It is just to demonstrate what is possible with new cameras. Being able to push several stops opens up new ways to shoot, instead of increasing ISO to reach a given shutter speed one has the alternative of underexposing and thus preserving information in the highlights which would be blown at high ISO. Why is that a shame, are you against progress? Or do you think it is a shame it gets too much attention on photography forums? In which case you are right. I like the new comparison tool though as it gives me more information about the tested cameras which will help me decide whether I want it or not.

sanj

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Re: DPR reviews d5500 and says it is a ISO-invariant camera.
« Reply #6 on: April 03, 2015, 05:51:26 AM »
Someone somewhere someday will get into serious trouble by not exposing correctly.

Besides in many situations wildlife, sports, action shooters need to raise ISO not only because light is low but because they want faster shutter.

Having said the above, being able to expose for highlights and then being able to raise shadow details in post by 5 stops would be helpful in my kind of (harsh sunlight, cheetah under a tree 100 mts away, heavily backlit) photography. I wish my camera did that as well as other cameras. I use top of the line model of 'my' company.

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Re: DPR reviews d5500 and says it is a ISO-invariant camera.
« Reply #6 on: April 03, 2015, 05:51:26 AM »

emko

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Re: DPR reviews d5500 and says it is a ISO-invariant camera.
« Reply #7 on: April 03, 2015, 06:11:17 AM »
Someone somewhere someday will get into serious trouble by not exposing correctly.

Besides in many situations wildlife, sports, action shooters need to raise ISO not only because light is low but because they want faster shutter.

Having said the above, being able to expose for highlights and then being able to raise shadow details in post by 5 stops would be helpful in my kind of (harsh sunlight, cheetah under a tree 100 mts away, heavily backlit) photography. I wish my camera did that as well as other cameras. I use top of the line model of 'my' company.

any improvement in IQ is always welcome i don't know why Canon fanboys fight it so much? why don't Canon fanboys ask for lower DR? so we can do more bracketed shots? some how for them what Canon currently has is PERFECT yet we all know it could be better. What Canon has will not prevent you from making awesome photos its just that it makes it a bit harder then what the other brands have.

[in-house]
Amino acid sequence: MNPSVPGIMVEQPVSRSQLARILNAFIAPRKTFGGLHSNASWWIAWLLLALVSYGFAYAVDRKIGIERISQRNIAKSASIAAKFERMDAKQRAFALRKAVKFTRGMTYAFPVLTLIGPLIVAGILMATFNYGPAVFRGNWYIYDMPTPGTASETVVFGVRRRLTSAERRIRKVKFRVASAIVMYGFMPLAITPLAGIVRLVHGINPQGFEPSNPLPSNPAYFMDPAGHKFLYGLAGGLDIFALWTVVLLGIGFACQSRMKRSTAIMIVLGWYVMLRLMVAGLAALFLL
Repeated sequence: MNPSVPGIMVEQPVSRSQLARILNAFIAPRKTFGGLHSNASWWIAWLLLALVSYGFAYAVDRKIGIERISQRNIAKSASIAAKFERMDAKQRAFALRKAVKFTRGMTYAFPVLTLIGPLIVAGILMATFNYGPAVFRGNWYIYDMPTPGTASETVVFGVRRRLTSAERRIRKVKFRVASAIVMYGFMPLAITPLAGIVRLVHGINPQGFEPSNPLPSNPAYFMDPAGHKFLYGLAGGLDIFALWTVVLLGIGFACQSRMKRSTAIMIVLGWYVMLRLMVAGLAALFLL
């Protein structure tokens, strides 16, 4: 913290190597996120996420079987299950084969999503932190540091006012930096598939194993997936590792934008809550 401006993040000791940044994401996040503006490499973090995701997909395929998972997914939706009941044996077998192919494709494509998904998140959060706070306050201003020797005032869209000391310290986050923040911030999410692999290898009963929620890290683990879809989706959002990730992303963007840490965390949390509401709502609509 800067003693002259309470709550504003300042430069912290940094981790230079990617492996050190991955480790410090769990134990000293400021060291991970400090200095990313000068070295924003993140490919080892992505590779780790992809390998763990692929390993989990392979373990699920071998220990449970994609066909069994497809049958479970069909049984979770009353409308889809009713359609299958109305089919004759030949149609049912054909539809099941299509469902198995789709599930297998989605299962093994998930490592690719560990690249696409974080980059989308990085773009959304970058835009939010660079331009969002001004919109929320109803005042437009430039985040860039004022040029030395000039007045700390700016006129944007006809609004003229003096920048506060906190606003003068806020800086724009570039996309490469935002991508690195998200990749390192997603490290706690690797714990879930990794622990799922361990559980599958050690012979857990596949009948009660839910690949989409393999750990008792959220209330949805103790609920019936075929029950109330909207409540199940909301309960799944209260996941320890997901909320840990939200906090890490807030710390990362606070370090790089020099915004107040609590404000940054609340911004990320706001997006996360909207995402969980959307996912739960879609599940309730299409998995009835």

When i buy something i want the product to be better or equal to the another brand version, why do people want less DR? If the 5D4 does not improved in IQ why should i buy it?

Sporgon

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Re: DPR reviews d5500 and says it is a ISO-invariant camera.
« Reply #8 on: April 03, 2015, 06:25:53 AM »
Someone somewhere someday will get into serious trouble by not exposing correctly.

Besides in many situations wildlife, sports, action shooters need to raise ISO not only because light is low but because they want faster shutter.

Having said the above, being able to expose for highlights and then being able to raise shadow details in post by 5 stops would be helpful in my kind of (harsh sunlight, cheetah under a tree 100 mts away, heavily backlit) photography. I wish my camera did that as well as other cameras. I use top of the line model of 'my' company.

any improvement in IQ is always welcome i don't know why Canon fanboys fight it so much? why don't Canon fanboys ask for lower DR? so we can do more bracketed shots? some how for them what Canon currently has is PERFECT yet we all know it could be better. What Canon has will not prevent you from making awesome photos its just that it makes it a bit harder then what the other brands have.

When i buy something i want the product to be better or equal to the another brand version, why do people want less DR? If the 5D4 does not improved in IQ why should i buy it?

And why don't the likes of yourself demand increases in colour differentiation,  getting colour resolution to equal luminosity resolution, equaling film in tonality, improving abrupt clipping to highlights ? Just a few things that the Sony tech is as behind on as Canon when compared with film, but no doubt you're not worried; you can lift shadows six stops. That's really going to make progress in digital IQ.

neuroanatomist

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Re: DPR reviews d5500 and says it is a ISO-invariant camera.
« Reply #9 on: April 03, 2015, 06:41:51 AM »
When i buy something i want the product to be better or equal to the another brand version, why do people want less DR? If the 5D4 does not improved in IQ why should i buy it?



Here's a dollar, go buy a clue.   ::)